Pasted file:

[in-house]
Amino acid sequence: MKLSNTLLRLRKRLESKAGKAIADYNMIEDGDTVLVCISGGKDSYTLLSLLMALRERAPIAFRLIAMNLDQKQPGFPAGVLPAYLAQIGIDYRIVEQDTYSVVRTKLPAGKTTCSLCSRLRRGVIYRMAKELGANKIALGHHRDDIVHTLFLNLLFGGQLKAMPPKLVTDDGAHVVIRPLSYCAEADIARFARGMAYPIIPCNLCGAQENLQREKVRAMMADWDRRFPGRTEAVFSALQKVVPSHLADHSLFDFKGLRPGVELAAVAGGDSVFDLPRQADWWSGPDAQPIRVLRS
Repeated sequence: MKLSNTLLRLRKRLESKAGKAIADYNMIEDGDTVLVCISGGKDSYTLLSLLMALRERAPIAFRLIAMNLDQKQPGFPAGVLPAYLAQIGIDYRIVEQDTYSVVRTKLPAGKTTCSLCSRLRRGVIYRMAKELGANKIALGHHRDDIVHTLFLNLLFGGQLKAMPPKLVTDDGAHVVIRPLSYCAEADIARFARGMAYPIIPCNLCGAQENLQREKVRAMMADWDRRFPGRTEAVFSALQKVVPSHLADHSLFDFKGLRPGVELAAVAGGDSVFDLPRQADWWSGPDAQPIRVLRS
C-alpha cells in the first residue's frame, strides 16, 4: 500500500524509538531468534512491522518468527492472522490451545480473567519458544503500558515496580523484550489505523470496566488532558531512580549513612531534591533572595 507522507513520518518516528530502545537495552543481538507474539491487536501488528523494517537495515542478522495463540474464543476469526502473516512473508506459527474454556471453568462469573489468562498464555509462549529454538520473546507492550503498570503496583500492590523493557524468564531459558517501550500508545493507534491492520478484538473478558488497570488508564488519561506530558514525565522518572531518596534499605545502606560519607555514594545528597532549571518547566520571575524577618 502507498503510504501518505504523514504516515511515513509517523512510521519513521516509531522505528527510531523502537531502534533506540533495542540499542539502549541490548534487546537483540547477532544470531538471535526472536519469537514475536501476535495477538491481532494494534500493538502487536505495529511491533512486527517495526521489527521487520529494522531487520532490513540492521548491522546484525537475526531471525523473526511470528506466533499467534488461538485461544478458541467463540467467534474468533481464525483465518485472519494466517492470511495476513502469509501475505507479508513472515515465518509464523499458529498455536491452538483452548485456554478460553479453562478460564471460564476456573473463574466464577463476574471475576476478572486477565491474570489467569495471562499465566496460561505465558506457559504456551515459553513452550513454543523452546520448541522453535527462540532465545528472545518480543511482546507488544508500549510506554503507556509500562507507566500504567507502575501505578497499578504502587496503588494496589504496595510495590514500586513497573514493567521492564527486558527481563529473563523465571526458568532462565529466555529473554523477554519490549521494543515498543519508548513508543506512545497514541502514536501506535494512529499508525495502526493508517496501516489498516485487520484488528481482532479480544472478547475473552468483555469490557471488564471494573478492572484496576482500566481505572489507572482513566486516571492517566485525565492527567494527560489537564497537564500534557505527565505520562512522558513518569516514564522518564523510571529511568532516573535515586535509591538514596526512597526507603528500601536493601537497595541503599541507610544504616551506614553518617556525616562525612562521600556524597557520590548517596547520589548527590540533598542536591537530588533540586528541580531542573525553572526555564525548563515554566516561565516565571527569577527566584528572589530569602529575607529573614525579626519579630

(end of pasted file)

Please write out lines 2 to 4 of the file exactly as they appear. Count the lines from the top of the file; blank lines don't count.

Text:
Amino acid sequence: MKLSNTLLRLRKRLESKAGKAIADYNMIEDGDTVLVCISGGKDSYTLLSLLMALRERAPIAFRLIAMNLDQKQPGFPAGVLPAYLAQIGIDYRIVEQDTYSVVRTKLPAGKTTCSLCSRLRRGVIYRMAKELGANKIALGHHRDDIVHTLFLNLLFGGQLKAMPPKLVTDDGAHVVIRPLSYCAEADIARFARGMAYPIIPCNLCGAQENLQREKVRAMMADWDRRFPGRTEAVFSALQKVVPSHLADHSLFDFKGLRPGVELAAVAGGDSVFDLPRQADWWSGPDAQPIRVLRS
Repeated sequence: MKLSNTLLRLRKRLESKAGKAIADYNMIEDGDTVLVCISGGKDSYTLLSLLMALRERAPIAFRLIAMNLDQKQPGFPAGVLPAYLAQIGIDYRIVEQDTYSVVRTKLPAGKTTCSLCSRLRRGVIYRMAKELGANKIALGHHRDDIVHTLFLNLLFGGQLKAMPPKLVTDDGAHVVIRPLSYCAEADIARFARGMAYPIIPCNLCGAQENLQREKVRAMMADWDRRFPGRTEAVFSALQKVVPSHLADHSLFDFKGLRPGVELAAVAGGDSVFDLPRQADWWSGPDAQPIRVLRS
C-alpha cells in the first residue's frame, strides 16, 4: 500500500524509538531468534512491522518468527492472522490451545480473567519458544503500558515496580523484550489505523470496566488532558531512580549513612531534591533572595 507522507513520518518516528530502545537495552543481538507474539491487536501488528523494517537495515542478522495463540474464543476469526502473516512473508506459527474454556471453568462469573489468562498464555509462549529454538520473546507492550503498570503496583500492590523493557524468564531459558517501550500508545493507534491492520478484538473478558488497570488508564488519561506530558514525565522518572531518596534499605545502606560519607555514594545528597532549571518547566520571575524577618 502507498503510504501518505504523514504516515511515513509517523512510521519513521516509531522505528527510531523502537531502534533506540533495542540499542539502549541490548534487546537483540547477532544470531538471535526472536519469537514475536501476535495477538491481532494494534500493538502487536505495529511491533512486527517495526521489527521487520529494522531487520532490513540492521548491522546484525537475526531471525523473526511470528506466533499467534488461538485461544478458541467463540467467534474468533481464525483465518485472519494466517492470511495476513502469509501475505507479508513472515515465518509464523499458529498455536491452538483452548485456554478460553479453562478460564471460564476456573473463574466464577463476574471475576476478572486477565491474570489467569495471562499465566496460561505465558506457559504456551515459553513452550513454543523452546520448541522453535527462540532465545528472545518480543511482546507488544508500549510506554503507556509500562507507566500504567507502575501505578497499578504502587496503588494496589504496595510495590514500586513497573514493567521492564527486558527481563529473563523465571526458568532462565529466555529473554523477554519490549521494543515498543519508548513508543506512545497514541502514536501506535494512529499508525495502526493508517496501516489498516485487520484488528481482532479480544472478547475473552468483555469490557471488564471494573478492572484496576482500566481505572489507572482513566486516571492517566485525565492527567494527560489537564497537564500534557505527565505520562512522558513518569516514564522518564523510571529511568532516573535515586535509591538514596526512597526507603528500601536493601537497595541503599541507610544504616551506614553518617556525616562525612562521600556524597557520590548517596547520589548527590540533598542536591537530588533540586528541580531542573525553572526555564525548563515554566516561565516565571527569577527566584528572589530569602529575607529573614525579626519579630